“House Hunters”, the very popular show on HGTV, might very well be faked for production value, according to one woman whose family was profiled on the show a few years back.
Now, this show is extremely huge to a certain group of people. My mom, for instance, loves HGTV. LOVES IT. I’ve never gone to her house to find anything else on the television. When “House Hunters” comes on, she will invariably say, “Oh, I’ve seen this one already,” in a tone of disgust usually reserved for someone who’s just found out a bird had a field day on their clean car. I imagine she’s not alone, so this news will come as a terrible blow to fans everywhere.
According to Bobi Jensen, a mother of three and blogger on “Hooked On Houses“, the producers of the show didn’t accept her family for an episode until they had already closed on the house they wanted, so the other two homes showcased as prospective buys belonged to friends of the family, who graciously allowed the cameras into their homes after days of furious cleaning. In short, the show basically took a family who had just bought a house and spun their own story around it–even going so far as to change the reasoning behind their move–and pretended they were interested in buying homes that weren’t even up for sale.
The producers said they found our (true) story–that we were getting a bigger house and turning our other one into a rental–boring and overdone. So instead they just wanted to emphasize how our home was too small and we needed a bigger one desperately. It wasn’t true, but it was a smaller house than the one we bought so I went with it, Bobi wrote.
Since the blog was published on Monday, it’s blown up around the web as fans of the show and channel are angrily expressing their disbelief at being duped.
On their part, “House Hunters” has released a statement about the claim:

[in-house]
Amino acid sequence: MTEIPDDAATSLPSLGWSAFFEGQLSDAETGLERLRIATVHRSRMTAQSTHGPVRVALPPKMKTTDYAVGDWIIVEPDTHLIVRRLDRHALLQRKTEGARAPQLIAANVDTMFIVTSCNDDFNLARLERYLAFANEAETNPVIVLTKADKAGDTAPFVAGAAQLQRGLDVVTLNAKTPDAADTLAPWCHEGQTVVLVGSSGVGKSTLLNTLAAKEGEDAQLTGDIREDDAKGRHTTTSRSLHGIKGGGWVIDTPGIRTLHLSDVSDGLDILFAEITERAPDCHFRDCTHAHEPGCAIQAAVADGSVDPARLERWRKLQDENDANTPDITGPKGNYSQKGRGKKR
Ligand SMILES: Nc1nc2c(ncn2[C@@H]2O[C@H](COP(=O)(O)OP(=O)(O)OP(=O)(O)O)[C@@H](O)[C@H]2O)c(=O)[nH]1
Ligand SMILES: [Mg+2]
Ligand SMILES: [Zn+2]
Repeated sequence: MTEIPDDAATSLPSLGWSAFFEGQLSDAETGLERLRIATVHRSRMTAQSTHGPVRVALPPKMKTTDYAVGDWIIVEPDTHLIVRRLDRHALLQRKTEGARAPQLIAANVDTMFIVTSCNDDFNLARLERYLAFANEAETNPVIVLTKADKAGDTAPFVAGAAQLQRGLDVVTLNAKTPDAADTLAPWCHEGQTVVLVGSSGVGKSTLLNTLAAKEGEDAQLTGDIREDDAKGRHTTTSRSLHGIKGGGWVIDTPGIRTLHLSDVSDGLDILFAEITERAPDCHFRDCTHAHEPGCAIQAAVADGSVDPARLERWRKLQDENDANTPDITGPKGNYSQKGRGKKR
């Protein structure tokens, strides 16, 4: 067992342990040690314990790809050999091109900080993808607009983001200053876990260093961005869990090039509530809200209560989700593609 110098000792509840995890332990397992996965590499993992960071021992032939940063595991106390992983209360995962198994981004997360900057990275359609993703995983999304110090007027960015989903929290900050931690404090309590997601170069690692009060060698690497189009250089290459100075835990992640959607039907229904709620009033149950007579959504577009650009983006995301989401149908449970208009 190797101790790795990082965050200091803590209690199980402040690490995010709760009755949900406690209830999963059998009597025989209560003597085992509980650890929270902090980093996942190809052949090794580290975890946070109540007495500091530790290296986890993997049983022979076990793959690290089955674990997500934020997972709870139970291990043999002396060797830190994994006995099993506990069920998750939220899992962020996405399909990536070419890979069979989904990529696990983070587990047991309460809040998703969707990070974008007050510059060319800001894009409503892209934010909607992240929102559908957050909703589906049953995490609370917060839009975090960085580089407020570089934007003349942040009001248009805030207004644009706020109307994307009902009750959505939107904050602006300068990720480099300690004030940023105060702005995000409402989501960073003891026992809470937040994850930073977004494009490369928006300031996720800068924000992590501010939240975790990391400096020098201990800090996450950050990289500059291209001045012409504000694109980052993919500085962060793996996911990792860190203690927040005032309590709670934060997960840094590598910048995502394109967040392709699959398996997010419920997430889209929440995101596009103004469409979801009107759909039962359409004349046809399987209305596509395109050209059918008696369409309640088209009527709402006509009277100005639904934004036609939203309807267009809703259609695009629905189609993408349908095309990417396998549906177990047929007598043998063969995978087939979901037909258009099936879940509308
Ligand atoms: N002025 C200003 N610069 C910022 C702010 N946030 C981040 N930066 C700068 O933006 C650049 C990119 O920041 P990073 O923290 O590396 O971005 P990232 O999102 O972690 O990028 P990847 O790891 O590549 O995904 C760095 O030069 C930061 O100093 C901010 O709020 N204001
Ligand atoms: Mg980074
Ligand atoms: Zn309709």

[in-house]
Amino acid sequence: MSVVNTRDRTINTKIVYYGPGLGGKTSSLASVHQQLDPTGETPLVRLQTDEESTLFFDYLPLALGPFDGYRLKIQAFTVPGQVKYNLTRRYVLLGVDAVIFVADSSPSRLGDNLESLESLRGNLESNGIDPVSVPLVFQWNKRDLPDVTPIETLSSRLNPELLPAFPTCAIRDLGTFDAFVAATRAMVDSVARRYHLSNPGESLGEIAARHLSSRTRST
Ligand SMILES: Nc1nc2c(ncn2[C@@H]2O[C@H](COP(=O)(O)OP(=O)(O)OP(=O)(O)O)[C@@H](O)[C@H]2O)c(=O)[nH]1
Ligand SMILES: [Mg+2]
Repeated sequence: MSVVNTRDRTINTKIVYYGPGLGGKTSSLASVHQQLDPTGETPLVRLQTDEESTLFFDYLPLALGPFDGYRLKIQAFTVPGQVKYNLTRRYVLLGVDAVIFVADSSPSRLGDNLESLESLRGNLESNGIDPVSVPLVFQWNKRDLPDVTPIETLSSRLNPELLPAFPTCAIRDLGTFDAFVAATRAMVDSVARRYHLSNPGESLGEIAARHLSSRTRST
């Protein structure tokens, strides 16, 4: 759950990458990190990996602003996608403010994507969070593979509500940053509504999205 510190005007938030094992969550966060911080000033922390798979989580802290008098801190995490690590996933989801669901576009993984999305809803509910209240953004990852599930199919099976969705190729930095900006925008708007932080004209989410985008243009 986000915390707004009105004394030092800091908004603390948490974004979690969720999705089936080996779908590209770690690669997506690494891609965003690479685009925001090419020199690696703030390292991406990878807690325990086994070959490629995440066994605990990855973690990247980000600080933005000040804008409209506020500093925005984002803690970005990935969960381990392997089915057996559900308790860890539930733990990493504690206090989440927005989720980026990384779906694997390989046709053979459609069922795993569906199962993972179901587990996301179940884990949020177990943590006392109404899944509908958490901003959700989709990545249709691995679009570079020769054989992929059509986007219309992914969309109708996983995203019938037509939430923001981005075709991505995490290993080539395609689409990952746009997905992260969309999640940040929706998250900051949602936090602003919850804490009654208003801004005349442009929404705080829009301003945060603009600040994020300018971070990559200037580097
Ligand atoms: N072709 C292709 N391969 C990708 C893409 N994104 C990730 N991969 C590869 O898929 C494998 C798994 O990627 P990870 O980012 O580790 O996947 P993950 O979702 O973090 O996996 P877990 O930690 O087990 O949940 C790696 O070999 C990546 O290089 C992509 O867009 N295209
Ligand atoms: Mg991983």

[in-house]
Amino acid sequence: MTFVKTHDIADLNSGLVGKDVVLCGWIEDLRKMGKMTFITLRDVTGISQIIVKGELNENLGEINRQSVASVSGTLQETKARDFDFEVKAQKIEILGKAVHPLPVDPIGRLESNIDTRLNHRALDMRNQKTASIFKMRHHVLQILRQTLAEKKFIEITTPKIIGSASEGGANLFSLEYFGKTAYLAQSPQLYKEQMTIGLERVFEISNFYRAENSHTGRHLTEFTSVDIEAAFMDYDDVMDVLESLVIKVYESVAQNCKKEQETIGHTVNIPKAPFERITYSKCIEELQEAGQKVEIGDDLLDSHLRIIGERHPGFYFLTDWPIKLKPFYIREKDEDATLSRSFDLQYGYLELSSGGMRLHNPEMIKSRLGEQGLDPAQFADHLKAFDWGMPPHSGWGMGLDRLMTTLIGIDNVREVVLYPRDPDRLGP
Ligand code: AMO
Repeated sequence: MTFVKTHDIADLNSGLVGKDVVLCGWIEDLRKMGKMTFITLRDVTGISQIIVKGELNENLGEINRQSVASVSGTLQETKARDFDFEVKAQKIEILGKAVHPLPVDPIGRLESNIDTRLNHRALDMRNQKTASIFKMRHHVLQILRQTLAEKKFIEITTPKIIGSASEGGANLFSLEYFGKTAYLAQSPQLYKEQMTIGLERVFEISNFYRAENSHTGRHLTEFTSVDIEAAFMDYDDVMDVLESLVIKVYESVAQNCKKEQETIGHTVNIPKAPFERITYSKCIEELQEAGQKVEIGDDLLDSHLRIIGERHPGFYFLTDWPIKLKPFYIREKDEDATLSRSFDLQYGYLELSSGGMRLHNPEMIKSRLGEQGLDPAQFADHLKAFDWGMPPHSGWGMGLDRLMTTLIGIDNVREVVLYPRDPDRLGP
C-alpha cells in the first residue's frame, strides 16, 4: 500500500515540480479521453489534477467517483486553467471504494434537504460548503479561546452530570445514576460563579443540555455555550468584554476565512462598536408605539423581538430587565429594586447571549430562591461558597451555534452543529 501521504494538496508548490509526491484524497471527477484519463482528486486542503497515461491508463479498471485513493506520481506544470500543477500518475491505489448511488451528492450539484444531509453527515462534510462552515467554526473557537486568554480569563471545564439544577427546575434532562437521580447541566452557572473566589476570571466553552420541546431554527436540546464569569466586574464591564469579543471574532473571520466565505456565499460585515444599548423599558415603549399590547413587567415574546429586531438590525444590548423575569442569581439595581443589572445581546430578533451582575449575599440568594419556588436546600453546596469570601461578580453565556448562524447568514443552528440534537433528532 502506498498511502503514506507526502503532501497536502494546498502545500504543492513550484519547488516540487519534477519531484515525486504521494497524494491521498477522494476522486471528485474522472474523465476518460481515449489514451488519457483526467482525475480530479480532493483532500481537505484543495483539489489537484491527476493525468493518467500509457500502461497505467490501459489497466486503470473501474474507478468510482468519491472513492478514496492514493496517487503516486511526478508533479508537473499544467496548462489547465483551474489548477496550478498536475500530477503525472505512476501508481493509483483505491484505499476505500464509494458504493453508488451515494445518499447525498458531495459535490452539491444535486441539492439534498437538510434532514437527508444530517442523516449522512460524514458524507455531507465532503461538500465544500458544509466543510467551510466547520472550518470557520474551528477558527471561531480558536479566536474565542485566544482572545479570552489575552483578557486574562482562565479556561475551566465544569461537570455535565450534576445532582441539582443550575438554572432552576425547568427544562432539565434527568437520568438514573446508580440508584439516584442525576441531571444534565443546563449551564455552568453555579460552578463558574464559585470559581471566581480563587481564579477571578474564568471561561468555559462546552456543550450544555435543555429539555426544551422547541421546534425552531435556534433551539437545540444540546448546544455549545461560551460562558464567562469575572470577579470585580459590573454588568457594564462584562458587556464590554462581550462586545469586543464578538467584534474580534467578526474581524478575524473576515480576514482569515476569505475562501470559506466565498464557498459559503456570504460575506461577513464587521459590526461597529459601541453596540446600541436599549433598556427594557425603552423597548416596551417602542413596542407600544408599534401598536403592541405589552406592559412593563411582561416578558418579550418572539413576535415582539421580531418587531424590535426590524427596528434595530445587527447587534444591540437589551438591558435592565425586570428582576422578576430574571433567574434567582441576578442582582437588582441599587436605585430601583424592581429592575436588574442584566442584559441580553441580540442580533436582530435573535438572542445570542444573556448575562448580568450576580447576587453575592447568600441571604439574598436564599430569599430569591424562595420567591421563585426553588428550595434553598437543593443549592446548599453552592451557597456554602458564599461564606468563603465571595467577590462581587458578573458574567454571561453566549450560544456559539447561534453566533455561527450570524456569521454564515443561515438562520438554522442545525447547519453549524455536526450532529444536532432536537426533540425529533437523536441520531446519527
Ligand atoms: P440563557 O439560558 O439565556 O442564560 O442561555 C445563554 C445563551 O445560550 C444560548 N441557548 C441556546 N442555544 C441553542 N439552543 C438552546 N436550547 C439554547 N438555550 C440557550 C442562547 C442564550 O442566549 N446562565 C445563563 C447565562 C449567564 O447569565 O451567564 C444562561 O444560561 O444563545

We’ve learned that the pursuit of the perfect home involves big decisions that usually take place over a prolonged period of time — more time than we can capture in 30 minutes of television. However, with a series like House Hunters, HGTV viewers enjoy the vicarious and entertaining experience of choosing a home — from establishing a budget, to touring properties and weighing the pros and cons of each one. We’re making a television show, so we manage certain production and time constraints, while honoring the home buying process. To maximize production time, we seek out families who are pretty far along in the process. Often everything moves much more quickly than we can anticipate, so we go back and revisit some of the homes that the family has already seen and we capture their authentic reactions. Because the stakes in real estate are so high, these homeowners always find themselves RIGHT back in the moment, experiencing the same emotions and reactions to these properties. Showcasing three homes makes it easier for our audience to “play along” and guess which one the family will select. It’s part of the joy of the House Hunters viewing experience. Through the lens of television, we can offer a uniquely satisfying and fun viewing experience that fulfills a universal need to occasionally step into someone else’s shoes.